Monday, February 20, 2006

Duke Altum's Poem of the Week #25

The toys may have changed over the years, but the spirit is exactly the same... for the 25th poem of the series, I present a personal tribute to my sons. Robert Louis Stevenson's classic poem reminds me so much of what I am blessed to see every day on the floors and tabletops of our family home... may the raging fires of your imaginations never be extinguished, boys! Daddy loves all three of you more than he can say...


Block City

What are you able to build with your blocks?
Castles and palaces, temples and docks.
Rain may keep raining, and others go roam,
But I can be happy and building at home.

Let the sofa be mountains, the carpet be sea,
There I'll establish a city for me:
A kirk and a mill and a palace beside,
And a harbour as well where my vessels may ride.

Great is the palace with pillar and wall,
A sort of a tower on the top of it all,
And steps coming down in an orderly way
To where my toy vessels lie safe in the bay.

This one is sailing and that one is moored:
Hark to the song of the sailors aboard!
And see, on the steps of my palace, the kings
Coming and going with presents and things!

Now I have done with it, down let it go!
All in a moment the town is laid low.
Block upon block lying scattered and free,
What is there left of my town by the sea?

Yet as I saw it, I see it again,
The kirk and the palace, the ships and the men,
And as long as I live and where'er I may be,
I'll always remember my town by the sea.


Mutt Ploughman said...

Duke's POTW Series Beats With a Father's Heart

Best POTW yet from Duke Altum, and I can tell you that those three sons of his merit the tribute. While this may not be the best poem aesthetically that he has posted, it comes from the right place, and draws attention to the right things. The question remains for all who want to create art: 'What are you able to build with your blocks'? If you're Duke's sons, you can build a whole lot, those guys never stop.......not that I get to see 'em enough! Spirited, heartfelt post from the poetry source for The Thread. Recommended for further reading: 'Worry', 'Truck Boy'

Duke Altum said...

O Mighty Mutt, Faithful Reader of the POTW Series!

I appreciate your compliments both on the selection AND on my "wee wanes"... Good point too re: the question "What are you able to build...?" One thing I like about this poem is the tacit acknowledgement of the link between innocence and wonder, which is our rightful and proper orientation to the world... and how that wonder often expresses itself in creativity, which is a sort of human participation in the work of the Divine. RLS' poem doesn't touch on all that, but it does remind me of those truths... but then that's the point of a lot of what is posted on this blog. It may not explicitly point to God, but it does lead you to Him eventually... a "secret thread" shows us the way.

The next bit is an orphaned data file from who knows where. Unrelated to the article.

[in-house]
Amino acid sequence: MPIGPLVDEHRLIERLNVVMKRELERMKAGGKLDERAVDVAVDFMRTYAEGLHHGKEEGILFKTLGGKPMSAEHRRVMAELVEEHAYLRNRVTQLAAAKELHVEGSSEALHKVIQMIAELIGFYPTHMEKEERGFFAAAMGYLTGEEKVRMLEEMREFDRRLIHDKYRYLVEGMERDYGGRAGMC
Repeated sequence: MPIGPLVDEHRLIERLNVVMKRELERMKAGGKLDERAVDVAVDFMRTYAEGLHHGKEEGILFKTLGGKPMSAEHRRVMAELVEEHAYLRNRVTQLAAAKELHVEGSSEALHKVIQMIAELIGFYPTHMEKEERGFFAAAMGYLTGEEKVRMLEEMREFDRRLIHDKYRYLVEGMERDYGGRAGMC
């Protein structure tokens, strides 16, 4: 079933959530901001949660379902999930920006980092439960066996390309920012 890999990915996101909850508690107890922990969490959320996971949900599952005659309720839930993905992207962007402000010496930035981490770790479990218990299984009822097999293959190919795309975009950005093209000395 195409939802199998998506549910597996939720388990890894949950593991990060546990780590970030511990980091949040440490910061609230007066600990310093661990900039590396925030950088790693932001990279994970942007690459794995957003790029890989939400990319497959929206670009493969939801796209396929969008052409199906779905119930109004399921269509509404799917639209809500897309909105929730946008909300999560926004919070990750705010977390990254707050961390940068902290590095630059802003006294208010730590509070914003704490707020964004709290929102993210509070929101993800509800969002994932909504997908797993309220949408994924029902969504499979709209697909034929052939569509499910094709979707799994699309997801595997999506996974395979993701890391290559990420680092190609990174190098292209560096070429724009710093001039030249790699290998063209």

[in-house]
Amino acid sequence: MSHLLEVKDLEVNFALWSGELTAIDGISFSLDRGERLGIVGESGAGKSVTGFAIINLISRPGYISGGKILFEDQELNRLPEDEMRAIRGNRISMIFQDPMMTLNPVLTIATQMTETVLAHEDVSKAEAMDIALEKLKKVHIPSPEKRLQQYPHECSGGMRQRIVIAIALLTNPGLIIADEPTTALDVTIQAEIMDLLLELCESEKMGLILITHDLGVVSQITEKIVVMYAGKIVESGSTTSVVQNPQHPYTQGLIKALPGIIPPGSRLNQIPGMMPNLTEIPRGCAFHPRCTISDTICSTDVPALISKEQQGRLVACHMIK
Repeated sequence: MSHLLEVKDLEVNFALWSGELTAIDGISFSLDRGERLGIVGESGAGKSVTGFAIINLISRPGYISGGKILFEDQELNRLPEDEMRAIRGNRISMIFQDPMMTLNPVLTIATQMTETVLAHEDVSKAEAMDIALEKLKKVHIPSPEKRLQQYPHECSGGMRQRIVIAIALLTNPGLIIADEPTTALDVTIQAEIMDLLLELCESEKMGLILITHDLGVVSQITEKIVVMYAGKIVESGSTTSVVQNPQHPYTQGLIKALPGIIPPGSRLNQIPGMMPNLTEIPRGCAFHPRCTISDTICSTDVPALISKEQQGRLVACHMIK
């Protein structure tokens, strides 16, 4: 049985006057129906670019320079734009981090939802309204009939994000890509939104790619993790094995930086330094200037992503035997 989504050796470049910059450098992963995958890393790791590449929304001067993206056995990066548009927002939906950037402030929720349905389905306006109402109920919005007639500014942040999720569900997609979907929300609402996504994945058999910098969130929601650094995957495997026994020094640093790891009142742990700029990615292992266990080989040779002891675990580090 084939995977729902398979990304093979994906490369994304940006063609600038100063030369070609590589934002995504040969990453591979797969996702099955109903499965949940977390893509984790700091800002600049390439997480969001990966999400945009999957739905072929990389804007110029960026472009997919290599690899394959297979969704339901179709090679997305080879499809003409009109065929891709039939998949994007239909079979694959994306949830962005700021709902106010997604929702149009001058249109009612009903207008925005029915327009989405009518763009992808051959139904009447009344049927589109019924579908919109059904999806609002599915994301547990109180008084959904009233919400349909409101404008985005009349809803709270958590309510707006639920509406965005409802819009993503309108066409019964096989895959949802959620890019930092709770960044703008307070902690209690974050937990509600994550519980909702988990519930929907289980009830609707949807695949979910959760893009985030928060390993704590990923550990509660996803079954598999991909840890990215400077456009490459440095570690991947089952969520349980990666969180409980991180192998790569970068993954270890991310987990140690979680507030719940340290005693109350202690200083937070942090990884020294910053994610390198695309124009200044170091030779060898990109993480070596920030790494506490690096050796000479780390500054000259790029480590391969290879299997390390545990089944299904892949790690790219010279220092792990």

I Am Not What I Am said...

The most beautiful aspect of that poem is that its transcendat. While I don't have boys (as you know), it immediately made me think of one moment from the past summer where my oldest daughter and I had concerts on her bedroom floor with all her stuffed animals on her floor (every night) for over a month. A really beautiful reminder that when you have kids, every room becomes chock full of memories.

Mutt Ploughman said...

Great comment by 'I Am Not'....who truly does put in the time to share memories with his kids......Duke, solid dialogue generated here by your POTW series!!

Duke Altum said...

I too really appreciated IANWIA's comment... I can see in my mind's eye he & G. sitting on the floor, making memories like that... it's exactly the same principle. It is one of the amazing gifts that comes with parenthood, that we are given a chance to see the world again (sort of) through the wise eyes of innocence... this thread (no pun intended) reminds me of that great, profound passage from Mr. G. K. Chesterton (in 'Orthodoxy'), a man who truly understood such things:

"...A child kicks its legs rhythmically through excess, not absence, of life. Because children have abounding vitality, because they are in spirit fierce and free, therefore they want things repeated and unchanged. They always say, 'Do it again'; and the grown-up person does it again until he is nearly dead. For grown-up people are not strong enough to exult in monotony. But perhaps God is strong enough... It is possible that God says every morning, 'Do it again,' to the sun; and every evening, 'Do it again,' to the moon. It may not be automatic necessity that makes all daisies alike: it may be that God makes every daisy separately, but has never got tired of making them. It may be that He has the eternal appetite of infancy; for we have sinned and grown old, and our Father is younger than we."